AU Peacekeepers Missing After Rebel Attack in Darfur
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JUDY WOODRUFF: Charlayne, thank you for talking with us. We’re reading not only that this was a large attack, but that it was unusually well-orchestrated.
CHARLAYNE HUNTER-GAULT, NewsHour Special Correspondent: Judy, it was on an unprecedented scale. I mean, they say there’s nothing of this scale that’s happened so far. There have been little skirmishes and other attacks, but this was huge. The attackers were well-equipped. They had land cruisers, we’re told. And they seemed to know exactly what they were after.
And the country is just reeling from this, especially the humanitarian aid workers who can’t even get anywhere near the scene. And they say there’s 70,000 people just stranded there while all this chaos is going on.
JUDY WOODRUFF: Clear information yet about number of casualties?
CHARLAYNE HUNTER-GAULT: Well, you know, they’ve been reporting that there were 10 of the peacekeepers killed. I think most of them were Nigerians; at least that’s what I heard from some U.N. people yesterday.
But nobody knows how many others have been injured, because nobody can get near the place. It’s very remote. And there’s nobody to go in to investigate. The aid workers can’t go in. And so it’s just a terrible situation right now, where they don’t even know where the people are who are missing and what’s happened to them, whether they’ve been killed or just kidnapped or what.
Trying to point blame
JUDY WOODRUFF: So how much is known about who might have been behind this?
CHARLAYNE HUNTER-GAULT: Well, everybody's blaming everybody else now. You know, initially, there were only three main rebel groups. And they've broken apart and multiplied and tripled, and now there's some 22 factions, in addition to bandits, in addition to militias. And one is blaming the other.
You know, the government is alleged to have bombed this area two weeks ago. The government has denied this. And some are saying that this has been retaliation for that.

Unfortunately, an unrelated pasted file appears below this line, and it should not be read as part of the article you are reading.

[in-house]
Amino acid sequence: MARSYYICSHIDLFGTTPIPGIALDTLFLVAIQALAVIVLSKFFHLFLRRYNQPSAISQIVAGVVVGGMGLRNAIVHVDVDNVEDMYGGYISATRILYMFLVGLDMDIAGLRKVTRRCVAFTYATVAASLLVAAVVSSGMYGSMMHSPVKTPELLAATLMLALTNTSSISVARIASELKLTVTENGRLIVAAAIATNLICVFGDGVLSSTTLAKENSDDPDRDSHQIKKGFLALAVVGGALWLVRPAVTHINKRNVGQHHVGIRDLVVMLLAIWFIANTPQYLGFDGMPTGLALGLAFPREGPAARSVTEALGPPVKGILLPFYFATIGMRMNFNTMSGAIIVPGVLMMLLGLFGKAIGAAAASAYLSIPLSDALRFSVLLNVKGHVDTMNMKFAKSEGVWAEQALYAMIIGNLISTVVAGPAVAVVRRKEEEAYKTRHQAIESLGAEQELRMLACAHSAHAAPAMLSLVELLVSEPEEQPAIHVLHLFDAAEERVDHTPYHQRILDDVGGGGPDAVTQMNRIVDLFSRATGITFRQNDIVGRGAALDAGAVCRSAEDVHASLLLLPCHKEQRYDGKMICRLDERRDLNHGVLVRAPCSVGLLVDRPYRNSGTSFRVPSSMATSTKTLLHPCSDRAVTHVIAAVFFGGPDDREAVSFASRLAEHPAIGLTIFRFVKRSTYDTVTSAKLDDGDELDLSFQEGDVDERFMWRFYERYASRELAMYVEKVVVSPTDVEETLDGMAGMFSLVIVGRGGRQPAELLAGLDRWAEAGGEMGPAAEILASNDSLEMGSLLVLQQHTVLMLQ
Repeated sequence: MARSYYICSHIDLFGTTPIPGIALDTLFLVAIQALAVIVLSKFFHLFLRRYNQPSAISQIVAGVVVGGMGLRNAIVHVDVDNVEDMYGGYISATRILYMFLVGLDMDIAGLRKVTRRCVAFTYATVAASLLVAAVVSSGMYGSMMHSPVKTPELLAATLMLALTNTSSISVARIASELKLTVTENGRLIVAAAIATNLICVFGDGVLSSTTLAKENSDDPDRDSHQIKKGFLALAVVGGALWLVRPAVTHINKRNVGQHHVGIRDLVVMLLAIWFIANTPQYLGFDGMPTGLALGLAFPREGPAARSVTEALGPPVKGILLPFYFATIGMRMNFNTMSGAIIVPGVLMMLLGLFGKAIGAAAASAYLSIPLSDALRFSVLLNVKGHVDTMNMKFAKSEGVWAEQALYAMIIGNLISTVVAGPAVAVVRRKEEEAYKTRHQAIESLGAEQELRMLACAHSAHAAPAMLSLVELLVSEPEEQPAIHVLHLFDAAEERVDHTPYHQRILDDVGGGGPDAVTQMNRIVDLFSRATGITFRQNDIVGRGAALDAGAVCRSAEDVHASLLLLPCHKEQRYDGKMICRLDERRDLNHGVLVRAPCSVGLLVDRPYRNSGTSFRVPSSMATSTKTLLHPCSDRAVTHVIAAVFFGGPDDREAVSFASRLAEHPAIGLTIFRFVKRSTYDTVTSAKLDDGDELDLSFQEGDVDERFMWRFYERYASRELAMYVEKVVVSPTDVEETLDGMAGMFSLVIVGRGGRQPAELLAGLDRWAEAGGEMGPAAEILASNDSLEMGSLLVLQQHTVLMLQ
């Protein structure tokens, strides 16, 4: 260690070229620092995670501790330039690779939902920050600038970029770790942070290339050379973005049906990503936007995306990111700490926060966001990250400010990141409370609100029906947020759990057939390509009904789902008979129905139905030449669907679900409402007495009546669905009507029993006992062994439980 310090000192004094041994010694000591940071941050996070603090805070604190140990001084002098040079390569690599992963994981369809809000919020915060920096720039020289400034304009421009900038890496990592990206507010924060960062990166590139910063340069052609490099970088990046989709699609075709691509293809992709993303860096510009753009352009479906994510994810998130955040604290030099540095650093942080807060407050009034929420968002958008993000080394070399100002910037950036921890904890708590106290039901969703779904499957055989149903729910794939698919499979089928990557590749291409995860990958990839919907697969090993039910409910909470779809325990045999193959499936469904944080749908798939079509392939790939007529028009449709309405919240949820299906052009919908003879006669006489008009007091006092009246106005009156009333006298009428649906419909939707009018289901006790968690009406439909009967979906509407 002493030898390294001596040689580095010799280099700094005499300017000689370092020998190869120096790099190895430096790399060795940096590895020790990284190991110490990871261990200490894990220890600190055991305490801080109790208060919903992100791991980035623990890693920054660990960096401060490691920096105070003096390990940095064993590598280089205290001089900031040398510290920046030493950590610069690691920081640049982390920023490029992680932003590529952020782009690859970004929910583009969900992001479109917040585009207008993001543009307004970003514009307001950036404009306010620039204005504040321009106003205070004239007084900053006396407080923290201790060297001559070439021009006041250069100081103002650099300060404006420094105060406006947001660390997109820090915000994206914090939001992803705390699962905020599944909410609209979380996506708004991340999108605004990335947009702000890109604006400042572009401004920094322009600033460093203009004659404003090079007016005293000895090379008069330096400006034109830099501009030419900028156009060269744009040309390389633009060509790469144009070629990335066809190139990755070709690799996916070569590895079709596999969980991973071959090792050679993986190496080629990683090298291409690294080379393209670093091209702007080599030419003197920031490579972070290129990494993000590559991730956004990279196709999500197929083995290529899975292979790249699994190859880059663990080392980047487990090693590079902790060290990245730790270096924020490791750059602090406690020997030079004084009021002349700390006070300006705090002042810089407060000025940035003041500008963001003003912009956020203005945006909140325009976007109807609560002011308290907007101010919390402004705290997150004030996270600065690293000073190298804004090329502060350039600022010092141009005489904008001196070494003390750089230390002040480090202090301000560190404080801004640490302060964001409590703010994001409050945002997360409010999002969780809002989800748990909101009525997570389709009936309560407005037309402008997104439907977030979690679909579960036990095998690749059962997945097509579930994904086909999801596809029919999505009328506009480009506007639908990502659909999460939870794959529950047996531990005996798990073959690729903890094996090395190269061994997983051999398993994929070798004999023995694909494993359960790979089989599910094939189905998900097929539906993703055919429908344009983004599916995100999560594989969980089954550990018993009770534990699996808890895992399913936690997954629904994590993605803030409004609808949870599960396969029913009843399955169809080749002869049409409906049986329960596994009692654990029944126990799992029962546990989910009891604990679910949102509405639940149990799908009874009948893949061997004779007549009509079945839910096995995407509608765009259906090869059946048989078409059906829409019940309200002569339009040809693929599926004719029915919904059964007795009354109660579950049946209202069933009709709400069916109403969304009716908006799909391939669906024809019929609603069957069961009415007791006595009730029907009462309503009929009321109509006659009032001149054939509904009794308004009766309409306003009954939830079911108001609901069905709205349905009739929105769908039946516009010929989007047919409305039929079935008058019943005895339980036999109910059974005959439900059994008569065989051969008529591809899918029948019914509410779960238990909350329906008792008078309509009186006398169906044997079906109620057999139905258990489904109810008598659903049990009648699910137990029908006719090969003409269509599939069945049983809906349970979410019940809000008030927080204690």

But, you know, it's just very difficult to get any solid information with everybody pointing the finger at everybody else. Some even say it was the breakaway movement of one of the factions. But the main faction, that is a group called the JEM rebels, have condemned the attack and said it was terrible. So it's just hard to say.
Ability of A.U. forces to protect
JUDY WOODRUFF: And what about the timing of this, Charlayne? This comes as there are efforts underway to try to get more African countries to let their soldiers join this peacekeeping effort and as another attempt at peace talks is on the horizon.
CHARLAYNE HUNTER-GAULT: That's right. You know, they're going to -- the president, al-Bashir, has insisted in the past that the forces be predominantly African, certainly African-led. He finally agreed to a U.N. force, provided the chain of command is in the hands of Africans.
But as someone told me at an event I went to tonight in Khartoum, this attack sent a message. And part of that message is that the A.U. troops can't protect the people. Look what's happening to them. And now the U.N. is going to come in, and they're going to be unarmed. "Who's going to protect us?" this person said.
And so that's one possibility, that a message was being said that we're in control. Someone else has said that a message was being sent that this particular group is jockeying for a place at the peace talks, which are going to happen in Tripoli, Libya, at the end of this month.
So that there's just -- you know, nobody really knows. It's just a situation in which the place is so fraught with conflict that just about any kind of rumor could possibly be the truth.
A fragile peace agreement
JUDY WOODRUFF: You and I were talking earlier, Charlayne. You said this episode underscores the fragility of what there is left of the peace agreement that was reached earlier.
CHARLAYNE HUNTER-GAULT: Well, I was talking about primarily the comprehensive peace agreement between the north and the south. As you know, they've been at war for decades. And they finally had a comprehensive peace agreement, which everybody says now is in danger of unraveling, because promises haven't been kept to the very deprived south. There's mistrust between the leadership in the north and the south.
And if this agreement does not hold, people are saying this is the backbone of peace in the country. If it doesn't hold, what's happening in genocide will look like a picnic. So the importance of getting Darfur peaceful or getting a peace resolved there is great, but an even greater challenge is what they're calling a holistic approach, that they've got to get the leaders trusting each other, talking to one another, and getting more people than the warring factions involved in the peace talks, like the civil society groups and the actual citizens in Darfur, and the north and the south.
So it's a very tenuous, fragile situation all over the country.
JUDY WOODRUFF: All right, Charlayne Hunter-Gault talking with us from Khartoum, the capital of Sudan. Charlayne, thank you very much.
CHARLAYNE HUNTER-GAULT: Thank you, Judy.